Bailey Comb Change.

The Brood Combs, when the Bees first build them, are a lovely yellow colour and they are a delight to behold when first seen when you are examining hives.  But after what is really a relatively short period of time, constant use over 2-3 seasons turns them dark brown or black, and they start to smell horrible.  They can or will harbour all sorts of viruses and diseases which will eventually affect the health and well-being of the Colony or Apiary if they die out and are robbed.

If I have therefore convinced you that you need to replace your Brood comb on a regular basis, there are as ever several ways to do this whilst manipulating colonies throughout the active season.

The way I was taught, which these days seems centuries ago (yep finally getting older!)  by the old boys/girls of that time, was to move old combs to the outside of the Brood chamber in the active season.  Then in the Spring before the brood-nest expanded remove them and replace them with new Frames and  Foundation.

The other method recommended these days is the ‘Bailey Comb Change’ which you can start to manipulate in April/May once the Colonies have started to expand, just before the Oil Seed Rape comes into flower.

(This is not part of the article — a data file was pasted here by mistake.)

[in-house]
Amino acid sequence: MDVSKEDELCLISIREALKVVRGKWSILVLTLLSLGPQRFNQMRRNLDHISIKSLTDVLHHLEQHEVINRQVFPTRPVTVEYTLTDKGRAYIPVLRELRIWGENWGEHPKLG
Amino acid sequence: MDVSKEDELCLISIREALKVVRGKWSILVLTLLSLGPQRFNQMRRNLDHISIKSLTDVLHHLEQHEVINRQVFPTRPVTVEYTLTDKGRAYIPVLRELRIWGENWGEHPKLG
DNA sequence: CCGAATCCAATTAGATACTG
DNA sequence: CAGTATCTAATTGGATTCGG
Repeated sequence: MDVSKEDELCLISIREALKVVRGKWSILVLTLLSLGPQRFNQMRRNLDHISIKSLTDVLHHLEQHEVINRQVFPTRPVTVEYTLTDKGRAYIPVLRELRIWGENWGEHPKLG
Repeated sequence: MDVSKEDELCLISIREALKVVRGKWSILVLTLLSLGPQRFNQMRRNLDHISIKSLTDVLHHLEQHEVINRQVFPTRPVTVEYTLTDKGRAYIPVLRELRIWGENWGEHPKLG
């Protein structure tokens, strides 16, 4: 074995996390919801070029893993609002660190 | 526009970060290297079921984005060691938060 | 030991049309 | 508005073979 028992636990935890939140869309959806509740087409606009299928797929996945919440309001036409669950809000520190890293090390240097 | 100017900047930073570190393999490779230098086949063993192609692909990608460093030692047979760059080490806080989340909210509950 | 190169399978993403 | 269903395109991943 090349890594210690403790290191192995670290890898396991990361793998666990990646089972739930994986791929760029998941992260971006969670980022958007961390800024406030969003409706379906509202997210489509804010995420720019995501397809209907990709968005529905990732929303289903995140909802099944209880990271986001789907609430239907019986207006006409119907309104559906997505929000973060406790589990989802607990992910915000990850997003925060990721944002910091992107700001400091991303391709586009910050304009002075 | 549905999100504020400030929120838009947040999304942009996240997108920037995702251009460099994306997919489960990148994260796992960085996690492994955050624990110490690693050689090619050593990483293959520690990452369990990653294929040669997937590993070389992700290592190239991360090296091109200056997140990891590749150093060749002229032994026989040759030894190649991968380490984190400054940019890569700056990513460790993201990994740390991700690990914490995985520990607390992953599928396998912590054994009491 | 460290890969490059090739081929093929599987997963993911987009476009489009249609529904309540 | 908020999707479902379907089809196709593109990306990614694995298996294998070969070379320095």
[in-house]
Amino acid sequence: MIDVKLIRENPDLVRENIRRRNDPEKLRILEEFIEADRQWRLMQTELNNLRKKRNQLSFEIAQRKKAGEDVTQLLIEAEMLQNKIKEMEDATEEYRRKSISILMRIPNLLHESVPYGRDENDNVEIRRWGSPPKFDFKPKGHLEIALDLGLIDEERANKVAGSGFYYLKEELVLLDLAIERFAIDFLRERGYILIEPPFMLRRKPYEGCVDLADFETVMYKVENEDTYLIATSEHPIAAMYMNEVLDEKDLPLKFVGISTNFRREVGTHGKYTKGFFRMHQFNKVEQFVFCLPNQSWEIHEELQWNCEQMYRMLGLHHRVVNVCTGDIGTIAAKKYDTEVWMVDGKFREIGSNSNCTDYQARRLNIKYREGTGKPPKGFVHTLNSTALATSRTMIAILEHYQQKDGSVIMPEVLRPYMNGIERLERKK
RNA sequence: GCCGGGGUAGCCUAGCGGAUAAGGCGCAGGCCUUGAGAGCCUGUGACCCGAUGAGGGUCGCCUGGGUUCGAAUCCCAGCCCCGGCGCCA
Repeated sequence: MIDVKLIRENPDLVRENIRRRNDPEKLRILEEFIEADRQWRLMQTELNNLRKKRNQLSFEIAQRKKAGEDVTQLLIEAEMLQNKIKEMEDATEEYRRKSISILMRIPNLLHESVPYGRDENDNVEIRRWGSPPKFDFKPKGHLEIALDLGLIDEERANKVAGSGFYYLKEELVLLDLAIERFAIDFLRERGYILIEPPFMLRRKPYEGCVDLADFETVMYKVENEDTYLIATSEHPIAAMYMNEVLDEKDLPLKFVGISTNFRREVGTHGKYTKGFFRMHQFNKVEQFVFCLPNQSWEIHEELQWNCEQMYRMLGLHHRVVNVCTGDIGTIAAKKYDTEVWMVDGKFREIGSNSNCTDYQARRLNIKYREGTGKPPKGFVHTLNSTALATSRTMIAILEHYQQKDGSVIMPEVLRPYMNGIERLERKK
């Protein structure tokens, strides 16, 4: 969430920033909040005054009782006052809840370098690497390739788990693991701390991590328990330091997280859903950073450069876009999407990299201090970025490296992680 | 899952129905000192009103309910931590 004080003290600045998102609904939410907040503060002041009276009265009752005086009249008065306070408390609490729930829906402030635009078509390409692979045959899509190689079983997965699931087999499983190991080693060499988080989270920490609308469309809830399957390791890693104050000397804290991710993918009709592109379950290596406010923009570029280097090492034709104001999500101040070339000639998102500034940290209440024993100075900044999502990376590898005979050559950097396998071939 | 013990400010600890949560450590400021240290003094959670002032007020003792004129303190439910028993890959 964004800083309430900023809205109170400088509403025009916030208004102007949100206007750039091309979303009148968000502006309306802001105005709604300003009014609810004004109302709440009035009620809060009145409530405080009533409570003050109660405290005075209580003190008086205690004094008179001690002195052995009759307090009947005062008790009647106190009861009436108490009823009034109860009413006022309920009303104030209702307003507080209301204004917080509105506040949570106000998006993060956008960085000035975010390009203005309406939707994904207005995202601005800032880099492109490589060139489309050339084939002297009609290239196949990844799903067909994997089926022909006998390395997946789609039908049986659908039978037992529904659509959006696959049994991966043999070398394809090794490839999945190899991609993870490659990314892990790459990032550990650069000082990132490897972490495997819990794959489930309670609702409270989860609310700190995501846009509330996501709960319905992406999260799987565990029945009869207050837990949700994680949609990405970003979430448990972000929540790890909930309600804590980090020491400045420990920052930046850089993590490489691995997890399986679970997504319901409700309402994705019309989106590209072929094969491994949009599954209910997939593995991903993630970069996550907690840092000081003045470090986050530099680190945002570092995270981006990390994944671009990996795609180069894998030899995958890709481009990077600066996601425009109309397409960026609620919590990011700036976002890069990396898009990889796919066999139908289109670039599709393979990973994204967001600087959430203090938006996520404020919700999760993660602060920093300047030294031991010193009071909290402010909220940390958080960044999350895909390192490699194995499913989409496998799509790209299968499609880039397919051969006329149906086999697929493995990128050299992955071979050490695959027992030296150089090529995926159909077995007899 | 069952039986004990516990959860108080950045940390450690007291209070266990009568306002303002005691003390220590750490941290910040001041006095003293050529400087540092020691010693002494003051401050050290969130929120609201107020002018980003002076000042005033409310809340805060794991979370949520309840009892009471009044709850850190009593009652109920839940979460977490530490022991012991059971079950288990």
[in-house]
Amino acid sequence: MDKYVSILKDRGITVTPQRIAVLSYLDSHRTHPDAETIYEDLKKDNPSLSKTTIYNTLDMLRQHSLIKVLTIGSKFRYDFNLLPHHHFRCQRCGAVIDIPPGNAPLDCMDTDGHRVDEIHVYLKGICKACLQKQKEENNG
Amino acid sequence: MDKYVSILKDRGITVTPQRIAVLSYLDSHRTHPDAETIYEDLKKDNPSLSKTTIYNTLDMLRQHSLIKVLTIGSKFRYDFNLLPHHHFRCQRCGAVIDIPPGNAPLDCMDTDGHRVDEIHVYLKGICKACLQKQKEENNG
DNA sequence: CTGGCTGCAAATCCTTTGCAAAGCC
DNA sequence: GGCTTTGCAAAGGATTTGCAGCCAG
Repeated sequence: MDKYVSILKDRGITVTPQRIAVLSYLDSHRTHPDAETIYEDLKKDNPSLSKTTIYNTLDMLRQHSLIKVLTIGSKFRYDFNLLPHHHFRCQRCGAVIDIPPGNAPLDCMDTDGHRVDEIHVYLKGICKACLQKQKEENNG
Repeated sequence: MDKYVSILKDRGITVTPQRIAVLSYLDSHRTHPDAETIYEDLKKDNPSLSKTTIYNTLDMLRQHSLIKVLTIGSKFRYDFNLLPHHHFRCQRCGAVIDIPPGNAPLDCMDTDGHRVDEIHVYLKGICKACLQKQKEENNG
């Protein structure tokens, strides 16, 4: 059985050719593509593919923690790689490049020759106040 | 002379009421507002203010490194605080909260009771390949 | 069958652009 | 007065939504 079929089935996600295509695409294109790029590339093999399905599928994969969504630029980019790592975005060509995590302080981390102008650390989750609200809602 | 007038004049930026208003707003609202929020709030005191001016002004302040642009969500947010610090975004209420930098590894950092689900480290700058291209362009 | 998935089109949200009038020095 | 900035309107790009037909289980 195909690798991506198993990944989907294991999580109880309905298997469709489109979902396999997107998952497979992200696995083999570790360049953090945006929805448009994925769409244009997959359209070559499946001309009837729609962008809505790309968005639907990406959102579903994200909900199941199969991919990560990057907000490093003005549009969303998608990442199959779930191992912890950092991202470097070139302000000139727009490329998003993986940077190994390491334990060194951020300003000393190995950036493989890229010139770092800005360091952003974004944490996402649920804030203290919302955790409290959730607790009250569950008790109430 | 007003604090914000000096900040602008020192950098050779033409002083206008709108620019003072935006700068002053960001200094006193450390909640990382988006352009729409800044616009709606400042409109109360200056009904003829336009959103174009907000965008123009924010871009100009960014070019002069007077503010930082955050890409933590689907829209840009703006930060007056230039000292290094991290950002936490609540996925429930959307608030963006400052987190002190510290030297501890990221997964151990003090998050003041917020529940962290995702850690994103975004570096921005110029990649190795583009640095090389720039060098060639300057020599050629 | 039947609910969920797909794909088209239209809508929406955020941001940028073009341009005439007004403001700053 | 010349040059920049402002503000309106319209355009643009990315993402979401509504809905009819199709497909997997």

• What you will need first and foremost is a strong colony of Bees with plenty of 2018 young worker bees ready to build your nice new comb.
  • Then a spare Brood chamber with a full complement of deep frames and foundation and a dummy board if you use them.
  • Plastic feeder and weak syrup mixed 2 to1 that is sugar to water.
  • Last but not least a Queen Excluder onto which you have attached four battens of wood with a new entrance for the colony to use while you persuade them to move into the top Brood chamber.


‘Bailey Comb Change Excluder’ in position

This device, that gets used in the Autumn to treat for Varroa  as the thickness of the wood is just big enough to take aluminium trays of  *Apiguard,  is placed between the two Brood chambers – old and new.

But the trick to this is to find the Queen on a comb in the lower Brood chamber and move them into the top Brood chamber above the Queen Excluder, replacing the frame of Foundation into the lower Brood chamber to fill the gap.

Then close the bottom entrance by flipping round the mouse guard which will force the returning Bees to use the new top Brood chamber  entrance.

Next feed about four pints (okay I know metric won the day) or 2. 1/2 litres of the sugar syrup which you made earlier and watch them draw out the foundation and move into the top Brood chamber.

Feed more syrup if necessary, it takes a lot of energy for the bees to produce wax scales, if they are taking too long to start drawing out the comb.